Look for any swelling or deformity. Is the swelling specific to joints or tendons or is it diffuse? Look for wasting of the small muscles, inspect the skin, nails and nail beds. Typical deformities in established rheumatoid arthritis are ulnar deviation of the fingers at the metacarpal-phalangeal joints, hyperextension at the proximal interphalangeal with flexion at the distal interphalangeal (swan-neck deformity) or flexion at the PIP with hyperextension at the DIP (Boutonnire deformity). Palpate over each joint line for tenderness, bony or synovial swelling. Squeezing across all the knuckles together can be used as a composite assessment for tenderness of the MCPJs. Palpate the tendon sheaths during movement to detect crepitus or tendon nodules. Feel the quality of the skin for induration, thickening or laxity. Actively make a tight fist with palmar aspect uppermost to see if all fingers fully flex. Actively make a firm pinch grip between the thumb and the fingers individually. A Z-deformity of the thumb may be seen in SLE. Estimate strength of grip by observing the blanching of the palmar surface of the hand on release of the fist. Passive extension of the fifth finger may be done to assess for hypermobility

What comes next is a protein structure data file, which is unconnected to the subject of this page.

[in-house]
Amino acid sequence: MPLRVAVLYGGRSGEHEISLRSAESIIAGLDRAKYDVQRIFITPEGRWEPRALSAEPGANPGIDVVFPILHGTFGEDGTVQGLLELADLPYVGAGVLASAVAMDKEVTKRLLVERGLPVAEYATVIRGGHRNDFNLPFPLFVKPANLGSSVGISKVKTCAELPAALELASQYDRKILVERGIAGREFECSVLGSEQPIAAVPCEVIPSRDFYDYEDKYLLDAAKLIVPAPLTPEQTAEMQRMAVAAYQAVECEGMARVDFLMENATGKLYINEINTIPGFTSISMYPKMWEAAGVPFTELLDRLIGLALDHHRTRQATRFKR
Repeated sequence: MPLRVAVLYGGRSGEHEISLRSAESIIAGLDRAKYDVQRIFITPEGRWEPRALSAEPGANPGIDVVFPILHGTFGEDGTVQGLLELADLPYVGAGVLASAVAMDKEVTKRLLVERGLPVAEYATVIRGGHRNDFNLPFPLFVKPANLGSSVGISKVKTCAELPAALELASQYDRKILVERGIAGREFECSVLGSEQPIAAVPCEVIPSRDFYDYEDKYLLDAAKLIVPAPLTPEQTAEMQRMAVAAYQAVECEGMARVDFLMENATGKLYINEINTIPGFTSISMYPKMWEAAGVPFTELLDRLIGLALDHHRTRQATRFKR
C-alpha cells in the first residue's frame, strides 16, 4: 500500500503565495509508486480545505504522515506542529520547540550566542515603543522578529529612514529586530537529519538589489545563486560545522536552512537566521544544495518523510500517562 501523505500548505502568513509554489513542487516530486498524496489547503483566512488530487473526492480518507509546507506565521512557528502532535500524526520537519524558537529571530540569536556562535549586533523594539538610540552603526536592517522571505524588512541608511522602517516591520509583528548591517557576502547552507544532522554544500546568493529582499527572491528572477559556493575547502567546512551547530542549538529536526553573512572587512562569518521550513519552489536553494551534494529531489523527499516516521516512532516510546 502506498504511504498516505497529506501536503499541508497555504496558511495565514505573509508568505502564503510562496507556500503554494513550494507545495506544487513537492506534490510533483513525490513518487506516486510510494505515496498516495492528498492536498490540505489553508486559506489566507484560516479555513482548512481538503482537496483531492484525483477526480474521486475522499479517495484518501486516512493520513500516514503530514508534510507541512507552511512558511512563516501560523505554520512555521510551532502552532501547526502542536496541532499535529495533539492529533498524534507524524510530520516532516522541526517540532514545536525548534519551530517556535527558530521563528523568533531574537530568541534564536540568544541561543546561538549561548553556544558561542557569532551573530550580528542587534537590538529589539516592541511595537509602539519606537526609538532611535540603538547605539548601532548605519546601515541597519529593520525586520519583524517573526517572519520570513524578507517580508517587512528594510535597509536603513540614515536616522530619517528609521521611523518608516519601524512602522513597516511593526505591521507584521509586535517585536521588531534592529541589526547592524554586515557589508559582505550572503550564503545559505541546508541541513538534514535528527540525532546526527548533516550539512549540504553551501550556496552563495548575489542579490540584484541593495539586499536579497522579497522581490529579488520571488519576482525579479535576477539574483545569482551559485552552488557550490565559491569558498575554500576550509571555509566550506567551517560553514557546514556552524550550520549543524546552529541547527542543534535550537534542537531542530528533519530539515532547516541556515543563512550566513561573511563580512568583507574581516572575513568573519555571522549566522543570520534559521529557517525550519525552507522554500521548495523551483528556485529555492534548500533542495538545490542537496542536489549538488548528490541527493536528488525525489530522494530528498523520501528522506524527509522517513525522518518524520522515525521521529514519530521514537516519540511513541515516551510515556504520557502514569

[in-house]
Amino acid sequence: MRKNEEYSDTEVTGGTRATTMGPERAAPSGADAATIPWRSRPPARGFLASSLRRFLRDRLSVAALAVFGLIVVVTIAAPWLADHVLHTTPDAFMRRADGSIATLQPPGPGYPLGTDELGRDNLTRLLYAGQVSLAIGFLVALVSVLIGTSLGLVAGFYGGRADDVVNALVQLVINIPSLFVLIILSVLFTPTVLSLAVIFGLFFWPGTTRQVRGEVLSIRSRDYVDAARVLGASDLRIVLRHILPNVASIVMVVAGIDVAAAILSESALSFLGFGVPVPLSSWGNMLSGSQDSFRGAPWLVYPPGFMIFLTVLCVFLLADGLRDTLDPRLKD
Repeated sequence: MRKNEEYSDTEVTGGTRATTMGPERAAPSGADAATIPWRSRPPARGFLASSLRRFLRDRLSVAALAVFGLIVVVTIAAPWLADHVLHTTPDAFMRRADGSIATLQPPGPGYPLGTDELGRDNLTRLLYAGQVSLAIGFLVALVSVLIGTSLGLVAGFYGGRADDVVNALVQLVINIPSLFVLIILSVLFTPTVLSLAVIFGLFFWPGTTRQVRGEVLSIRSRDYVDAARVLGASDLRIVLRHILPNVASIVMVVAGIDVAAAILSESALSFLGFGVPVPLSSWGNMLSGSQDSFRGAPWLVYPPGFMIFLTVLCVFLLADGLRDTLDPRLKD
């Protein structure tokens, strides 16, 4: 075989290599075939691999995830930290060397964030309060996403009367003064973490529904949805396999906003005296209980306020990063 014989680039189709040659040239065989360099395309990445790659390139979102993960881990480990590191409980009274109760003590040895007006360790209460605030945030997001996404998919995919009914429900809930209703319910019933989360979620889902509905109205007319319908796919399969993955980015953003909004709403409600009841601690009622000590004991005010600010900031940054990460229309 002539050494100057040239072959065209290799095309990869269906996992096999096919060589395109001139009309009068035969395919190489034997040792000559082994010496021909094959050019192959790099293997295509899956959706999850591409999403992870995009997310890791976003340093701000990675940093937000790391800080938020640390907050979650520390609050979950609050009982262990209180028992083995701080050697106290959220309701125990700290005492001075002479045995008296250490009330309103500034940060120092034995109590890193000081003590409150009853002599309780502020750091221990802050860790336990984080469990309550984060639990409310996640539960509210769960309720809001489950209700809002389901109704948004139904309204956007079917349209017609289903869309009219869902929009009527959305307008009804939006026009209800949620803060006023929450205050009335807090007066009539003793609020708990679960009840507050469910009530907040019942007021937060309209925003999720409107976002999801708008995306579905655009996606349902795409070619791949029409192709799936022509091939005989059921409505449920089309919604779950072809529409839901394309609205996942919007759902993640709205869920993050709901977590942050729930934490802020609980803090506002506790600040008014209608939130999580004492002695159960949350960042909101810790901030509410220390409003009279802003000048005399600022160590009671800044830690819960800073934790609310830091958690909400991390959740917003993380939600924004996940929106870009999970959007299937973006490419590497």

Lower extremity Observing the gait is an important part of assessing the lower limbs. Examination should be done with the person lying on the couch. Measure leg length if a pelvic tilt when standing suggests shortening. Pain in the hindquarter is often called hip pain but can have many origins that need elucidating by examination. Hip Look Feel Move